I’ve been stupid busy catching up on everything that got set aside while Kramer and I were in Asia, so my apologies if you were looking for new recipes but I hadn’t posted any since last week. This past weekend was really low key and relaxing, but that also meant that I set aside blogging in favor of finishing House of Cards and The Unbreakable Kimmy Schmidt because it was our first weekend with no big commitments so I wanted to fully enjoy it. I hardly touched my laptop on Saturday or Sunday and it was delightful. I highly recommend doing that every once in a while. I’m addicted to my screens, as I’m sure a lot of you are, so I don’t really think about how they’re probably causing half of all of my random headaches and back pain from curling up in the standard position on the couch. I’m trying to be better. When the warmer weather finally gets here, then I really won’t have an excuse!
Anyway, back to our trip. These photos are from our last day in Tokyo, AKA the best place on Earth. We had a chance to sleep in, finally, so we enjoyed that, then headed out in search of some really good sushi. This was the day we told ourselves we’d bite the bullet and drop some serious change on a once in a lifetime meal. Of course, we hadn’t made any reservations. That would have made sense, of course, but we didn’t, so Kramer just looked up a few places and we figured we’d try our luck. The first restaurant had no room for us, but the second place was Kyubey and after a 30 minute wait, we were seated for lunch with only 6 other diners around a sushi bar. The chef and his sous got to work preparing us the best seafood I’ve ever had in my life. And talk about fresh. I watched the man kill the prawns we ate as nigiri right before my eyes. Watching this master chef slice tuna, make sushi, even just supreme citrus, was like watching someone create art. I didn’t take photos during the meal, really, because I just wanted to enjoy it and spend time with Kramer. I’m glad I didn’t – not everything needs to be photographed. Or at least that’s what Kramer keeps telling me and in the spirit of a fancy lunch, I obeyed. We had grilled yellowfin tuna, the creamiest sea urchin I’ve ever tasted, fatty cuts of a few different glorious kinds of fish, unbelievably good mackerel, the aforementioned prawns, a few expertly made rolls, countless pieces of sashimi, and to finish everything off, the reddest, plumpest strawberries I’ve ever laid eyes on. It goes without saying that Kramer and I enjoyed sake and beer during this meal, and left the restaurant walking on literal sunshine. After a nap, though, we were ready for more. Minaë met up with us to get some yakitori and beers, followed by what we needed to round out our eating adventures in Tokyo: okonomiyaki. Okonomiyaki is a savory, eggy pancake filled with all kinds of good stuff, from veggies to bacon to spicy sauces. You cook it together on a large flat top, pushing pieces around until they are crisped to your liking. Kramer and I struggled with this a bit, but got the hang of it after our second or third pancake. I wish they had bars like this in New York! We said goodbye to our friends, grabbed some Japanese candy (obviously) and headed back to the hotel for a few hours of sleep before it was time to go to the airport and explore Taipei!
I made these bars at least two months ago, but life had gotten in the way of my posting them until now. Seeing as how the warmer weather is nearing closer, I figured that we needed a few more cold weather recipes to enjoy before baking seems impossible in the heat. It’ll happen quicker than you think! I had a random jug of apple cider in my fridge from an impulse purchase at the farmer’s market (see: story of my life) and I wanted to make something that let the apple cider shine more than it does in a cake (though this was a delicious cake) or muffins. My plan was to take my tried and true lemon bar recipe and convert it into these apple cider custard bars. Why not? I was a little nervous that the custard wouldn’t set, but it did, and man these were good. If you’re an apple cider fan, nothing beats having apple cider custard on top of buttery shortbread. I brought these into my office and they were immediately devoured, which is what every cook or baker wants to see. Soon we’ll be cider-less, so enjoy it now. You’ve been warned.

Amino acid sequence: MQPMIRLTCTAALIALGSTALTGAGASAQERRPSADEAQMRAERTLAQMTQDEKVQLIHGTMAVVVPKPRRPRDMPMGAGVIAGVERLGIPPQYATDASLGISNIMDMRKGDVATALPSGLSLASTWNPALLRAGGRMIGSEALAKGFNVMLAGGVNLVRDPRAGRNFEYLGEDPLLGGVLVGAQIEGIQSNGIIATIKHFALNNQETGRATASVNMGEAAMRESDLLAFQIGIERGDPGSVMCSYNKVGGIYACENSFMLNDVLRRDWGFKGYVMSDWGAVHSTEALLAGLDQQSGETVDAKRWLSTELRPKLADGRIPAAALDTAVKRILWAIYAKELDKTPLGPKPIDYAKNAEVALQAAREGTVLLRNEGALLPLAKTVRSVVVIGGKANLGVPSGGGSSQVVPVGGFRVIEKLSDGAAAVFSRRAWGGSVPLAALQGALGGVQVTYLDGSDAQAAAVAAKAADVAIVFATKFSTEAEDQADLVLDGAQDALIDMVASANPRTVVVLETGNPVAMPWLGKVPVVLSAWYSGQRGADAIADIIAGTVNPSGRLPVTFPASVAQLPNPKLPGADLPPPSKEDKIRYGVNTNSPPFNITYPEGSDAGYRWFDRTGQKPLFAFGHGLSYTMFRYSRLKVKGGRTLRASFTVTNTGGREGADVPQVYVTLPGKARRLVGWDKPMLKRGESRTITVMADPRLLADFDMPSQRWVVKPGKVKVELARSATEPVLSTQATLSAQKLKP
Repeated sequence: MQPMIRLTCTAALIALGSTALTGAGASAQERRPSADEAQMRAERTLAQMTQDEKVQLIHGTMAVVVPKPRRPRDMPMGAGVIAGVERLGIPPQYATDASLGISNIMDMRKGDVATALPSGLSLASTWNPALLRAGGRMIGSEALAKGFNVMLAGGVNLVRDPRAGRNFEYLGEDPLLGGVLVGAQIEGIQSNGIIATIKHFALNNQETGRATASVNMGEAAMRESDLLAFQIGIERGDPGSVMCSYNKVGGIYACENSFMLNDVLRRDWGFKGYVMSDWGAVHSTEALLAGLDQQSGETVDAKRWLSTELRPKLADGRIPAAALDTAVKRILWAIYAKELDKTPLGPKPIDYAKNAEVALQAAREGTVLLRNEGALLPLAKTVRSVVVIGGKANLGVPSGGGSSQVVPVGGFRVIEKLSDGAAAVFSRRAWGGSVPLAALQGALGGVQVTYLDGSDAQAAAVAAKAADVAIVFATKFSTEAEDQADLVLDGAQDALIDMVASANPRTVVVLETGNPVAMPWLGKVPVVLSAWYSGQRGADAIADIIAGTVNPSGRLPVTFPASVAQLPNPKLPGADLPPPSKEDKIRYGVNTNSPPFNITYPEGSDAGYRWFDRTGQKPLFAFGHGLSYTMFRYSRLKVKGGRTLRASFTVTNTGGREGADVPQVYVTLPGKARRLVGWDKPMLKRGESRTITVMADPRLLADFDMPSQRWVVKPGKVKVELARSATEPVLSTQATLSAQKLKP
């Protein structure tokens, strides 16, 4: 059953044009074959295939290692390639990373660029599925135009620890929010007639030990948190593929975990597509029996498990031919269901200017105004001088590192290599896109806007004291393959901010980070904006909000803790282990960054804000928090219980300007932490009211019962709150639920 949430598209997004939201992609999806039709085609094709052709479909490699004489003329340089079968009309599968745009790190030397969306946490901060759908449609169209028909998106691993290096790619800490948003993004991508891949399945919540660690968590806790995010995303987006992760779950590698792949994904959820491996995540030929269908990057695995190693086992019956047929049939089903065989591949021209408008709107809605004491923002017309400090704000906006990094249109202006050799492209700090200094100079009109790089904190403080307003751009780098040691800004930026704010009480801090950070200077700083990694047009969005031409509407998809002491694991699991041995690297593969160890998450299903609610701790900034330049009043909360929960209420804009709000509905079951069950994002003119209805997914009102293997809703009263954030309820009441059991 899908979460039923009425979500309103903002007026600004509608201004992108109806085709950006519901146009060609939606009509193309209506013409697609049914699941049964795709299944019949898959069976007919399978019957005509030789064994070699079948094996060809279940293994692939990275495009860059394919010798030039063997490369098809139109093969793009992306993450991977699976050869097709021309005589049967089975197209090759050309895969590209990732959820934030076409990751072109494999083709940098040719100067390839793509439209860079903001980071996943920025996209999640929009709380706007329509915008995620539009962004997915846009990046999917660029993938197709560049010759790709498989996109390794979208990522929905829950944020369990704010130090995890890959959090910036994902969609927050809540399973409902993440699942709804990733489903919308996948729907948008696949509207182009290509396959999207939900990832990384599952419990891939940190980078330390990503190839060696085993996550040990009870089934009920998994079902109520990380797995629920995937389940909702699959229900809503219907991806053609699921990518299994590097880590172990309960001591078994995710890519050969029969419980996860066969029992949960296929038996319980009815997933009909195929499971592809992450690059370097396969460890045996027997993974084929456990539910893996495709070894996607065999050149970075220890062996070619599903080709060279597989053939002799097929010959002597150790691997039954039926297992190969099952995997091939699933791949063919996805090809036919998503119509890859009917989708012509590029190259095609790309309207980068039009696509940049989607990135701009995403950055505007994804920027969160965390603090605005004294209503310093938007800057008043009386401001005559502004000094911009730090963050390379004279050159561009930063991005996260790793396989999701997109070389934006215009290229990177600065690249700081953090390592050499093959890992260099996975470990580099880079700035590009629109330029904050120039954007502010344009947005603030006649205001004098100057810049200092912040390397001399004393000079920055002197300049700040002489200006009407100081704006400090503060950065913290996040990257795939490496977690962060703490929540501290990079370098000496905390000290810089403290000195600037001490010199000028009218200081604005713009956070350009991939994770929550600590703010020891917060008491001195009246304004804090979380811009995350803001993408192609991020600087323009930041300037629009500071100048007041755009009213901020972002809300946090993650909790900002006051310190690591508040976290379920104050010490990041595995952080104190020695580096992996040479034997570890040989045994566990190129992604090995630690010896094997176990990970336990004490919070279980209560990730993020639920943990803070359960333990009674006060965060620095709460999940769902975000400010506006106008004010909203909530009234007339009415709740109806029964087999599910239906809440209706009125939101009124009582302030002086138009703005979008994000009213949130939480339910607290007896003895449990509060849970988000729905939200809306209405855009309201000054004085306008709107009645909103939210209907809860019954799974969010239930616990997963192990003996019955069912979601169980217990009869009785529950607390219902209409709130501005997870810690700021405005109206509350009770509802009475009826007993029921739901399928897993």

Outside of Kyubey in Tokyo after an insanely delicious lunch.
Chef Minaë and her faithful subject, Will.
More okonomyaki – there’s never enough.
Your shortbread crust.
Pour in your filling.
Then bake, cool and slice!
- 2 cups all-purpose flour
- ¼ cup + 2 tablespoons granulated sugar
- ½ teaspoon kosher salt
- ¾ cup unsalted butter, cubed
- 1 cup apple cider
- 8 eggs
- 1 cup brown sugar
- 1 cup granulated sugar
- ½ cup all-purpose flour
- ¾ teaspoon kosher salt
- powdered sugar, for dusting
- First, make your crust. Preheat your oven to 350 degrees F. In a medium sized bowl, combine your 2 cups all purpose flour, ¼ cup + 2 tablespoons granulated sugar and ½ teaspoon kosher salt and whisk. Add in the cubed butter and, using your hands or a pastry cutter, combine the butter with the flour mixture until a crumbly, coarse mixture forms.
- Line a 9x13-inch dish with parchment paper, then grease it well with butter (or just grease the dish liberally if you don't have parchment). Press the crust into the pan, and bake for 15 minutes or so, until lightly golden around the edges. Set aside.
- For the filling, whisk together the apple cider and eggs, then add in your flour, sugars and salt. Pour the filling over the warm crust and bake for another 20-25 minutes, until the top is set.
- Allow the bars to cool completely (around 4-6 hours) before dusting with powdered sugar (feel free to put the pan in the refrigerator to speed up the cooling process). Cut into bars with a warm knife, wiping down the knife between each slice.